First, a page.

Following the Civil War, the 18th Infantry was stationed in the West. Carrington was then assigned as commander of the Mountain District, Department of the Missouri, in 1866 and moved his regimental headquarters to Colorado. Assigned to protect the Bozeman Trail, he built and personally manned the remote Fort Phil Kearny during Red Cloud's War. Carrington soon lost the respect of his officers due to his lack of aggressiveness in several Indian skirmishes. In December 1866, a force of up to fifteen hundred Indians attacked a wood-cutting detail, then overwhelmed a reaction force of eighty troops under Captain William J. Fetterman. Fetterman, one of Carrington's antagonists, disobeyed his order not to pursue the Indians too far from the fort. Fetterman’s force was lured into an ambush and annihilated with no survivors. (See Fetterman Fight)

Fetterman’s popularity, coupled with existing distrust of the colonel's leadership, led to rumors that his men had been ordered into the tragedy. General Ulysses S. Grant moved to court-martial Carrington but, at the suggestion of General William T. Sherman, submitted the matter to a court of inquiry, which subsequently exonerated Carrington, as did a separate investigation by the Department of the Interior. Nevertheless, Carrington had been relieved of command immediately after the disaster, so that his military career was effectively ruined.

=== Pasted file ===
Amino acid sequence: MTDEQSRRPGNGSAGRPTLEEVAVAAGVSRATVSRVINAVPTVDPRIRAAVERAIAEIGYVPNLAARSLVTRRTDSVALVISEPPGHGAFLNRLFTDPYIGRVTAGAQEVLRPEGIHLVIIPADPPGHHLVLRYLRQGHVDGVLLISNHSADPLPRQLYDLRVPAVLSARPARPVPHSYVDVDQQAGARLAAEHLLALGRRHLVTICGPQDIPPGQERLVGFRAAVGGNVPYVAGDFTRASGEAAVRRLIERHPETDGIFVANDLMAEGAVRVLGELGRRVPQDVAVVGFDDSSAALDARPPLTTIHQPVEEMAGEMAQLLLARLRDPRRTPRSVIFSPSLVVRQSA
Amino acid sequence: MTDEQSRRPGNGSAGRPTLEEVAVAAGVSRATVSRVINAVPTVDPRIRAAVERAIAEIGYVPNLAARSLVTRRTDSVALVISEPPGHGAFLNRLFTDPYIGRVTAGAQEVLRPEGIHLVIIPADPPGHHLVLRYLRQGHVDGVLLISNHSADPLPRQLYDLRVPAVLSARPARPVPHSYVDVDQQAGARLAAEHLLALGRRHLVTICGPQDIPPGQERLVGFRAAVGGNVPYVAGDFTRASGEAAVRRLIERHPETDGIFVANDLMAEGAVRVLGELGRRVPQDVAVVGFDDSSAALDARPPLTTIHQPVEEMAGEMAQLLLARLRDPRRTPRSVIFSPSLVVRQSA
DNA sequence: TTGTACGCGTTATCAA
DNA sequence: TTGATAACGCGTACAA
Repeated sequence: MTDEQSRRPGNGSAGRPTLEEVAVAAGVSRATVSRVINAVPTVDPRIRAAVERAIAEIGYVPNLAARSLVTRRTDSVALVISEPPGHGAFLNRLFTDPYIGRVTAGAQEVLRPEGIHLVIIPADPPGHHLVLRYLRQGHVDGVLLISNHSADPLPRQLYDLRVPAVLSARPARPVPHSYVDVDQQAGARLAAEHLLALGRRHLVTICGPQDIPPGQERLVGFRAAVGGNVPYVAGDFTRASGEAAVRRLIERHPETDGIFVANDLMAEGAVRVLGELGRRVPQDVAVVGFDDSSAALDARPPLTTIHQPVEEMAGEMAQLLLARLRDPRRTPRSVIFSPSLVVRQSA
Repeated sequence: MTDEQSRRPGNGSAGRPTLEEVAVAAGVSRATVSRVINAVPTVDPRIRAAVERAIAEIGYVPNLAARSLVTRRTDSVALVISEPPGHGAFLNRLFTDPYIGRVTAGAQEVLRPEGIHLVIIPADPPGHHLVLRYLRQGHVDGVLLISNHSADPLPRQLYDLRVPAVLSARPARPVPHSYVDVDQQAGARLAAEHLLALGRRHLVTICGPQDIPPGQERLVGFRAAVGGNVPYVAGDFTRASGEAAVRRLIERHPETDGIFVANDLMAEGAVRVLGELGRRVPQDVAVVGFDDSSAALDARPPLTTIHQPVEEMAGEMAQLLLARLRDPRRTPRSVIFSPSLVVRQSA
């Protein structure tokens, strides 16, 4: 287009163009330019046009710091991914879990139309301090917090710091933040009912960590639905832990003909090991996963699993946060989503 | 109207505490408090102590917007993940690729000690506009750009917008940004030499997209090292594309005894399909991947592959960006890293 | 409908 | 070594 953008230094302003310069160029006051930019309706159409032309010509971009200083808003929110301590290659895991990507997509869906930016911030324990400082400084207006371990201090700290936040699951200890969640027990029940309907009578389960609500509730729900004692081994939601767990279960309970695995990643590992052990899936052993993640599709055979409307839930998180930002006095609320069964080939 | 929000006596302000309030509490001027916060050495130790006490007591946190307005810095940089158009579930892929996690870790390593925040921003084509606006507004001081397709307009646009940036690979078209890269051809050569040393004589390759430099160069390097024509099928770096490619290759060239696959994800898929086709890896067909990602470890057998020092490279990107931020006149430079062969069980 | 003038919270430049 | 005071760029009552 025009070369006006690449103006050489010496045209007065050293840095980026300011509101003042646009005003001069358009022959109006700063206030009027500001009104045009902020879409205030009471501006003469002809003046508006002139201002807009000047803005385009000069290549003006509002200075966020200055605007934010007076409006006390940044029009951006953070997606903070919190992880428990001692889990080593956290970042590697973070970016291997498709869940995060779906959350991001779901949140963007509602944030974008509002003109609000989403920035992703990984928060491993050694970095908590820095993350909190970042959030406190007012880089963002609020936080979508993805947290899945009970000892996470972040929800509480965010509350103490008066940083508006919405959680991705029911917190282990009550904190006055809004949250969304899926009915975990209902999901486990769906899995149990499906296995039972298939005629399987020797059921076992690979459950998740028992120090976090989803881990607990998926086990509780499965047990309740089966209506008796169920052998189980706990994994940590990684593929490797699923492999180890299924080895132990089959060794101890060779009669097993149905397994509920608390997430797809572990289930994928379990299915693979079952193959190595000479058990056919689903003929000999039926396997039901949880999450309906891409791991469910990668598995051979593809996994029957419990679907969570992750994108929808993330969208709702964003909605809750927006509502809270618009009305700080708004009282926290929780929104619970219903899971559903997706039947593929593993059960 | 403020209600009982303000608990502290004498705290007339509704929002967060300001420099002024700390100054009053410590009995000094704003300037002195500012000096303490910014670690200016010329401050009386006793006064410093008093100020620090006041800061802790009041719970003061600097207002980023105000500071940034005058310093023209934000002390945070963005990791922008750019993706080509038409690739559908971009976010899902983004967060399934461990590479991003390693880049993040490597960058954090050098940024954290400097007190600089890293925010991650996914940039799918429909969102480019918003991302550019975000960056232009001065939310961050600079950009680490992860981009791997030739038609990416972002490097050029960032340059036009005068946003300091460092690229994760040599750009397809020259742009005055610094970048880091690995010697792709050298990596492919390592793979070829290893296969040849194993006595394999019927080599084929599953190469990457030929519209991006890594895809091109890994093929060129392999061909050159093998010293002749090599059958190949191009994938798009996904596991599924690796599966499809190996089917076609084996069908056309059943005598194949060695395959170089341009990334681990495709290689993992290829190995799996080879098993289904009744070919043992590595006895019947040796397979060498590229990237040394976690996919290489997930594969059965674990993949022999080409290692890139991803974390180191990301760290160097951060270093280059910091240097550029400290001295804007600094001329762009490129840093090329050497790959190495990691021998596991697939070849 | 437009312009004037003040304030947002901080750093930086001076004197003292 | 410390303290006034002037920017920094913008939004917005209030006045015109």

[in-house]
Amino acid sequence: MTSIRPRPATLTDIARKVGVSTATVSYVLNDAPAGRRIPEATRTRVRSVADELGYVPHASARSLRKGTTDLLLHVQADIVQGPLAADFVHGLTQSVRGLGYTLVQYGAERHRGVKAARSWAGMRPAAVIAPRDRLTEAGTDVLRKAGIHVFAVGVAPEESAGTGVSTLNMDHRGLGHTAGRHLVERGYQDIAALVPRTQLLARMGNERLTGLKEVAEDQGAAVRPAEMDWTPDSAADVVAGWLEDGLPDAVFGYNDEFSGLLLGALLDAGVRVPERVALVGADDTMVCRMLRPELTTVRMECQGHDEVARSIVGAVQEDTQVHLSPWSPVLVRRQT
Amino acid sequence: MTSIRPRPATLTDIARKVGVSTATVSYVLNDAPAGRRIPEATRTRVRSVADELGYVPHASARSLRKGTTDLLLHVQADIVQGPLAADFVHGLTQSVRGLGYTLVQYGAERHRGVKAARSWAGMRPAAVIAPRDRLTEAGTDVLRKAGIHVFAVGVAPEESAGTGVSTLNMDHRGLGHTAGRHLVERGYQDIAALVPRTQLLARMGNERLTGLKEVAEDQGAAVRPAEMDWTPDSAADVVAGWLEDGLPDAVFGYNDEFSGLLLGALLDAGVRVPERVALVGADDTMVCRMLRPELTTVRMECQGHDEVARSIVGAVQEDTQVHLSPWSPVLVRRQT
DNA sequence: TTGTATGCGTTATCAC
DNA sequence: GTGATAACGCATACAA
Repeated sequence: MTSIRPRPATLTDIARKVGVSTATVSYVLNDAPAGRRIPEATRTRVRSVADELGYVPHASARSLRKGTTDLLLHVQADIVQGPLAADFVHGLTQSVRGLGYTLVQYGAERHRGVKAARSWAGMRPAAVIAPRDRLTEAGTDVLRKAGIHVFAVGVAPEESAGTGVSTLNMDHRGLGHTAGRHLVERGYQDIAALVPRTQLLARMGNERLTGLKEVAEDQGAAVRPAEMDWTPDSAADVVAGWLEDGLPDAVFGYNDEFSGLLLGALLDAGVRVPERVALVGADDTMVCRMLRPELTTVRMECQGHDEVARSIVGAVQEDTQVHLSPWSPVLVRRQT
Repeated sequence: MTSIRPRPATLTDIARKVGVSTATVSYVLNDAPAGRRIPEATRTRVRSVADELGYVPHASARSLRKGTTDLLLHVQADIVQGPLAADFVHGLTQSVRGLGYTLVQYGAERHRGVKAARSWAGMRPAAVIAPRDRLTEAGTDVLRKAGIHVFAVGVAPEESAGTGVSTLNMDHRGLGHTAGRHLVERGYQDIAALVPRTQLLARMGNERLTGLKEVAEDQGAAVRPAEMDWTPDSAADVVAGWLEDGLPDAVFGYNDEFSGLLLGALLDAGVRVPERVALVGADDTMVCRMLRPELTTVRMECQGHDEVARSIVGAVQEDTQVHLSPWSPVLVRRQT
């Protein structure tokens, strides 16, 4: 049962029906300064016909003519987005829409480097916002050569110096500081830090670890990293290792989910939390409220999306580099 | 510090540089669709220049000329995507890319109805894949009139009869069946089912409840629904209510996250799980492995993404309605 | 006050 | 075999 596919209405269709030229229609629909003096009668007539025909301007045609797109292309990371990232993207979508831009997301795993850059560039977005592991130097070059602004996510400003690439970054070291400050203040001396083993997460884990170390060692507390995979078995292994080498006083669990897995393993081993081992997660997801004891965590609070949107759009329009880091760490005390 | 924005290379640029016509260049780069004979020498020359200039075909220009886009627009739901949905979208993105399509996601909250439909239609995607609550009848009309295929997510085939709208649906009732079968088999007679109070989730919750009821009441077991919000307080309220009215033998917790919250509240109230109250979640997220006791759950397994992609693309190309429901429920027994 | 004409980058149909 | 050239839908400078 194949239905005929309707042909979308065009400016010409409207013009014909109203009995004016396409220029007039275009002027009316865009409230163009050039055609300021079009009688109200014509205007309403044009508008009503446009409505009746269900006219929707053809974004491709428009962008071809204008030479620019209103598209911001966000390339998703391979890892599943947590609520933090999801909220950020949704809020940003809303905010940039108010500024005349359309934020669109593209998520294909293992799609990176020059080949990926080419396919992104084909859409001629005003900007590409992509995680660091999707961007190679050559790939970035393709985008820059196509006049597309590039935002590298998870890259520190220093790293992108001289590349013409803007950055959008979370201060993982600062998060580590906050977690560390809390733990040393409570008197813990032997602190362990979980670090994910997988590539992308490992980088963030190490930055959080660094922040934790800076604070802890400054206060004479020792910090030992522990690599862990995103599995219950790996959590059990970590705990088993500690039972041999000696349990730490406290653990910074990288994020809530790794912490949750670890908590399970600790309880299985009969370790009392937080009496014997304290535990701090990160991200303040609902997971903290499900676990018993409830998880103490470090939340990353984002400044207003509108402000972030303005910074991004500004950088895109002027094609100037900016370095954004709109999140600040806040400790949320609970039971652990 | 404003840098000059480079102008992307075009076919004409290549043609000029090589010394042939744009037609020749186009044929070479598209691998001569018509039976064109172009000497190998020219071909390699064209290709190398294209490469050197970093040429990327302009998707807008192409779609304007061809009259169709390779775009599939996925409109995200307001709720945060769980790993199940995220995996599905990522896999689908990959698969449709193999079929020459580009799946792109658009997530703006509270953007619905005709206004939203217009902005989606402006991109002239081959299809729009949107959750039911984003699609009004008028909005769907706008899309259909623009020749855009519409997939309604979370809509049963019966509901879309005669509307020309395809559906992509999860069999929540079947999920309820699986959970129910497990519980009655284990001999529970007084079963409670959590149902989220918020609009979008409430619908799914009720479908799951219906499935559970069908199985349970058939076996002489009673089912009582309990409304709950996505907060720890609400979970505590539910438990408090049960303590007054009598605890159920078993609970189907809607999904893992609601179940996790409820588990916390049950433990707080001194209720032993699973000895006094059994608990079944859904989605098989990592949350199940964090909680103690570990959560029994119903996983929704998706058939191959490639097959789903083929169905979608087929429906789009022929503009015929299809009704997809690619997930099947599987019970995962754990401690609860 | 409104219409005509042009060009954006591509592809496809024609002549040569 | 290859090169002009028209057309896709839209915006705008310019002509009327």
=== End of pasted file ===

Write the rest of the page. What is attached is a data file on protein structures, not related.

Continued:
In 1868, Margaret Carrington published her story about Fort Phil Kearny in a book titled Absaraka, home of the Crows.[2] After Margaret’s death in 1870, Carrington brought out new editions of the book with expanded details of his experiences; the book eventually went through seven editions.[3] In 1870, Carrington retired from active service and was appointed professor of military science at Wabash College in Indiana, serving until 1878 when he moved to Hyde Park in Boston, Massachusetts. In 1871, Carrington married Frances Grummond, the widow of Lt. George W. Grummond who was killed in the Fetterman massacre.

He received the degree of LL. D. from Wabash College in 1873. He briefly returned to the West and was instrumental in drafting a treaty with the Flathead Indians in Montana in 1889. In 1890, he conducted a detailed census of the Six Nations in New York and the Cherokee Nation. In 1908, Carrington and his second wife, Frances C. Carrington, were honored in Sheridan, Wyoming, and Carrington spoke at the Fetterman massacre site memorial. With Carrington's help, Frances authored Army Life on the Plains in 1910, detailing their experiences at Fort Phil Kearny.[4]

Carrington's publications[edit]

  • The Scourge of the Alps (1847)
  • Russia Among the Nations and American Classics (1849)
  • Battles of the American Revolution, 1775-81 (1876)
  • Crisis Thoughts (1878)
  • Battle Maps and Charts of the American Revolution (1881)
  • The Indian Question (1884)
  • Battles of the Bible
  • Boston and New York, 1775 and 1776 (1885)
  • Washington the Soldier (1899)
  • The Exodus of the Flat Head Indians (1902).
  • Absaraka, Home of the Crows: Being the Experience of an Officer's Wife on the Plains (1868) was written by Carrington's first wife, Margaret, and published in at least eight editions, based on a daily journal kept at the suggestion of Gen. William T. Sherman
  • My Army Life and the Fort Phil. Kearney Massacre, With an Account of the Celebration of "Wyoming Opened,". (1910) was written by Carrington's second wife, Frances.

See also[edit]

Notes[edit]

References[edit]